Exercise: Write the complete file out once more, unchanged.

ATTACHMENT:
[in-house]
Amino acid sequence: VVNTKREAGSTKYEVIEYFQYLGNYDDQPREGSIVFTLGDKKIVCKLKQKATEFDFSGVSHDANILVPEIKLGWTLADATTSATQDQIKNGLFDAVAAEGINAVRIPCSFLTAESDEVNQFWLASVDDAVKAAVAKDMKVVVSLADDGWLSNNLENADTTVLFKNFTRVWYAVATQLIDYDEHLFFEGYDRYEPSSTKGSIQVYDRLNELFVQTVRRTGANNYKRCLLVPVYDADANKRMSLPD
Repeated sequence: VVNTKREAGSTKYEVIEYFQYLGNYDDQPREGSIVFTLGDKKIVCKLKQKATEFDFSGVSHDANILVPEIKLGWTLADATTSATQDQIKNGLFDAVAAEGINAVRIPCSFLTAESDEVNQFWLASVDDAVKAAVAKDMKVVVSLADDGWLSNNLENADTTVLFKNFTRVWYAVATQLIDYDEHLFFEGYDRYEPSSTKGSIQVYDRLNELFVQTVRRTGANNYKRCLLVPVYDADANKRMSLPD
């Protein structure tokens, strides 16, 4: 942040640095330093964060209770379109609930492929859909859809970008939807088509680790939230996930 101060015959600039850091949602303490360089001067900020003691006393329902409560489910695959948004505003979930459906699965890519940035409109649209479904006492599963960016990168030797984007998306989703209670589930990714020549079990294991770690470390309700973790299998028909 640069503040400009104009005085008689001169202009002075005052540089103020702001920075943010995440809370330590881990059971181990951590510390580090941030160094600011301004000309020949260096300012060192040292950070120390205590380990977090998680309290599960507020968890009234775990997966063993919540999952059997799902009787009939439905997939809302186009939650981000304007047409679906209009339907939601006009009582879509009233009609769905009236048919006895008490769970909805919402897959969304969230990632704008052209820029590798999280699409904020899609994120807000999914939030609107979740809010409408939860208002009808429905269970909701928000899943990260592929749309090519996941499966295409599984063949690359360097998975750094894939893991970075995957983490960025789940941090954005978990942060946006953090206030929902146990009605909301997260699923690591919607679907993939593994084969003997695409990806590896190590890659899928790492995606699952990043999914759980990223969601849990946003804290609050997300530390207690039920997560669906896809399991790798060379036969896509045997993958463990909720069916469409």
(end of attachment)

[in-house]
Amino acid sequence: VVNTKREAGSTKYEVIEYFQYLGNYDDQPREGSIVFTLGDKKIVCKLKQKATEFDFSGVSHDANILVPEIKLGWTLADATTSATQDQIKNGLFDAVAAEGINAVRIPCSFLTAESDEVNQFWLASVDDAVKAAVAKDMKVVVSLADDGWLSNNLENADTTVLFKNFTRVWYAVATQLIDYDEHLFFEGYDRYEPSSTKGSIQVYDRLNELFVQTVRRTGANNYKRCLLVPVYDADANKRMSLPD
Repeated sequence: VVNTKREAGSTKYEVIEYFQYLGNYDDQPREGSIVFTLGDKKIVCKLKQKATEFDFSGVSHDANILVPEIKLGWTLADATTSATQDQIKNGLFDAVAAEGINAVRIPCSFLTAESDEVNQFWLASVDDAVKAAVAKDMKVVVSLADDGWLSNNLENADTTVLFKNFTRVWYAVATQLIDYDEHLFFEGYDRYEPSSTKGSIQVYDRLNELFVQTVRRTGANNYKRCLLVPVYDADANKRMSLPD
């Protein structure tokens, strides 16, 4: 942040640095330093964060209770379109609930492929859909859809970008939807088509680790939230996930 101060015959600039850091949602303490360089001067900020003691006393329902409560489910695959948004505003979930459906699965890519940035409109649209479904006492599963960016990168030797984007998306989703209670589930990714020549079990294991770690470390309700973790299998028909 640069503040400009104009005085008689001169202009002075005052540089103020702001920075943010995440809370330590881990059971181990951590510390580090941030160094600011301004000309020949260096300012060192040292950070120390205590380990977090998680309290599960507020968890009234775990997966063993919540999952059997799902009787009939439905997939809302186009939650981000304007047409679906209009339907939601006009009582879509009233009609769905009236048919006895008490769970909805919402897959969304969230990632704008052209820029590798999280699409904020899609994120807000999914939030609107979740809010409408939860208002009808429905269970909701928000899943990260592929749309090519996941499966295409599984063949690359360097998975750094894939893991970075995957983490960025789940941090954005978990942060946006953090206030929902146990009605909301997260699923690591919607679907993939593994084969003997695409990806590896190590890659899928790492995606699952990043999914759980990223969601849990946003804290609050997300530390207690039920997560669906896809399991790798060379036969896509045997993958463990909720069916469409």